-2.6 C
Monday, December 4, 2023
Home Cargo Integrity Campaign Shipowners and class take regulatory lead on fighting fires

Shipowners and class take regulatory lead on fighting fires

Last year was one of the toughest in container shipping’s history for cargo fires in terms of the number of incidents with insurers warning of the spiralling costs caused by misdeclared cargo that combusts often deep in a cargo hold where it was loaded by unsuspecting crew.

The International Union of Marine Insurers (IUMI) in its 2019 analysis on the marine insurance market found that the first quarter of 2019 was characterised by a renewed impact of major losses and an especially high number of fires on container vessels.

“Safety of life must remain top priority for all stakeholders, including underwriters. Already, 2019 has been impacted by nine major cargo vessel fires which, tragically, have resulted in loss of life, injury and environmental damage. Apart from severe consequences for the crew on board as well as the natural environment, these fires have a strong economic impact, causing high costs to both the hull and cargo sectors,” said the IUMI report.

Cargo fires have long been a cause for concern in the maritime sector, because the consequences of fire onboard a vessel can be lethal. This was the case on the Maersk Honam disaster in March 2018, which cost five crew their lives and millions of dollars in lost cargo, leading to long litigation battles.

Maersk Honam

Former container ship master, Amerinder Singh Brar, now a consultant at London Offshore Consultants Ltd, also pointed out that the firefighting equipment on board modern container vessels is inadequate. He said that container stacks can be up to nine containers high, and no fire hoses can that far.

What is more the latest SOLAS convention rules, covering fire safety, were developed in 1983. Singh Brar pointed out that many of latest ultra large container ships are built according to regulations that are more than 30 years old. Even though the MSC Gűlsűn’s actual fire safety equipment far exceeds the regulatory requirements.

“Would you buy a car built to 30-year old standards?”, asked Singh Brar.

Cargo fires on board vessels are becoming more prevalent as a result of the increase in size of container ships. Their intensity is increasing as a consequence of what the insurance companies call ‘adjacency’. IUMI’s 2019 report highlights the correlation between vessel size and fire safety.

That very theme was picked up by Richard Janssen, the MD at the Dutch salvage firm Smit, told Ship & Offshore, “The variety of cargo onboard is increasing, there are new chemicals etc., but Janssen said it’s not all to do with dangerous goods, it’s also to do with the adjacency risk, where cargo is stored next to hazardous cargo, and that is a factor of the size of ships, the MSC Flaminia 2012 was 6,700TEU, while the Maersk Honam [which saw five crew killed in a blaze in March 2018], is 15,800TEU, so there is a problem of aggregation, which increases for cargo near to improperly declared shipments putting that cargo at greater risk.”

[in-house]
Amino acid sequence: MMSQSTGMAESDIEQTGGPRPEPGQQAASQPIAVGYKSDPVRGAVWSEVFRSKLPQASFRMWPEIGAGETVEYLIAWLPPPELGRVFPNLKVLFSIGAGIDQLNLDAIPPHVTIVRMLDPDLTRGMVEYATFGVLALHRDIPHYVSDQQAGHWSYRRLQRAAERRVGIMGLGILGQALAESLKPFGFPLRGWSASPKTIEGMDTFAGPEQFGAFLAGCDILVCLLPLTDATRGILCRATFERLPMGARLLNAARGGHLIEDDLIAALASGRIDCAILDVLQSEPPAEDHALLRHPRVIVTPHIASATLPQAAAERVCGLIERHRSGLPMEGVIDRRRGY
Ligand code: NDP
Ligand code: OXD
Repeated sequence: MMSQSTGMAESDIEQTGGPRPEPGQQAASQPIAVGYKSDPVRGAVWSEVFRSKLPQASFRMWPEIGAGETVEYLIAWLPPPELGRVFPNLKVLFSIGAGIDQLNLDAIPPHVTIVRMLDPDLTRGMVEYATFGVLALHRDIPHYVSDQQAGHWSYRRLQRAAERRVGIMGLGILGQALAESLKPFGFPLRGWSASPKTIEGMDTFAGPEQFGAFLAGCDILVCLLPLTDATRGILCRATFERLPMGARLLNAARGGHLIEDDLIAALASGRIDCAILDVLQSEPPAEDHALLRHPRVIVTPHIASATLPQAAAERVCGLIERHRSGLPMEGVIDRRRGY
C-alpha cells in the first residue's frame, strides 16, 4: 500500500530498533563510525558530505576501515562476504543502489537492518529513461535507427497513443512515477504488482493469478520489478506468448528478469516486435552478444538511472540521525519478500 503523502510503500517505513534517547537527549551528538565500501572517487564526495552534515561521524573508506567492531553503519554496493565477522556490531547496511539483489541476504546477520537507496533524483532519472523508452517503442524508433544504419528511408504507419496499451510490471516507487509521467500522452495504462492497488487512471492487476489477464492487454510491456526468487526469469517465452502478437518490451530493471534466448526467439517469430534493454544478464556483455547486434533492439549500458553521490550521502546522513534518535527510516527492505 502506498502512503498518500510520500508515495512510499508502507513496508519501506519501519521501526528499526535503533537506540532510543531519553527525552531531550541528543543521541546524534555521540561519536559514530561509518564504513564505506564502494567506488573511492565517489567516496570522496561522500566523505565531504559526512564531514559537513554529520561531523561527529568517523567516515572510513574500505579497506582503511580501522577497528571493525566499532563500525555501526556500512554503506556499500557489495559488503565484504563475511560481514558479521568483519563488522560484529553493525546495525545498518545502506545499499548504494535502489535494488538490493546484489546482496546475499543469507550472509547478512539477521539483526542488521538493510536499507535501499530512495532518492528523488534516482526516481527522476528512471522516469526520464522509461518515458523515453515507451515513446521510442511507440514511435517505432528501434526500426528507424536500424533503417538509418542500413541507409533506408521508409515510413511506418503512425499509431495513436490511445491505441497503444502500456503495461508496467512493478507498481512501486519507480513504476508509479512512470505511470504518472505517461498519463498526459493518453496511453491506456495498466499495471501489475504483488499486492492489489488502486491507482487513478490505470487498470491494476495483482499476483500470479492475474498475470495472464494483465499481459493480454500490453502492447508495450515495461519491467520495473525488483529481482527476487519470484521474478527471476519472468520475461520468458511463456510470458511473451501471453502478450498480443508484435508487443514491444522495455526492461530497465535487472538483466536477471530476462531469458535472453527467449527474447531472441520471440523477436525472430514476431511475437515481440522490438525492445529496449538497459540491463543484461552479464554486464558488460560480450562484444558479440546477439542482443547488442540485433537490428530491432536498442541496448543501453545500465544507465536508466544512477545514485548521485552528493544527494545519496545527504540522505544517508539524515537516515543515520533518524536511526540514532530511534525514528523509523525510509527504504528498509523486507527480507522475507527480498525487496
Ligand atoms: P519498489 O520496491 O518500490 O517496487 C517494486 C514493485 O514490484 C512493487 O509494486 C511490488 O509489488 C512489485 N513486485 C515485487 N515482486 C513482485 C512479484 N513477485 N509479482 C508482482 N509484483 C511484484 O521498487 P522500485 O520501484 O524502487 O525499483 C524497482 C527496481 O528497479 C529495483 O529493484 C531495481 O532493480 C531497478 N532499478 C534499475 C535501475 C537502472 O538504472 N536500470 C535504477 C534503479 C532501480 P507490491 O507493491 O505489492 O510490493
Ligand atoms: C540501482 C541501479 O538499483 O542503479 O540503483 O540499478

The 2006 fire on the Hyundai Fortune highlighted the vulnerability of vessels to fires in the hold.

Container ships carry many different cargoes, around 10% of which are thought to be listed on the International Dangerous Goods codes, and often these cargoes are incorrectly declared, either intentionally to avoid paying the premium for such freight, or unintentionally where shipper may not realise that their cargo can be hazardous.

Daniel Jackson, a partner at the science and engineering consultancy, Burgoynes, said that some cargoes decompose and release heat that is not easily dissipated due to the close proximity of other cargo containers, driving the temperatures ever higher. “The rate of increase in temperature doubles for every 10degs centigrade increase in temperature,” he added.

When the temperature achieves a critical level, fire breaks out and eventually the intensity leads to “thermal runaway” meaning that all available combustible materials are ignited. As a result, the situation quickly becomes uncontrollable for the crew.

Complicating matters is the fact that the second cargo may also be hazardous, and that may have different properties. For example, it could be sensitive to water whereas the initial source of the fire may not be. If the second container is stowed close to the source of the first accident, it could pose a further danger to crew who may use water to fight the initial fire, inadvertently causing a secondary explosion.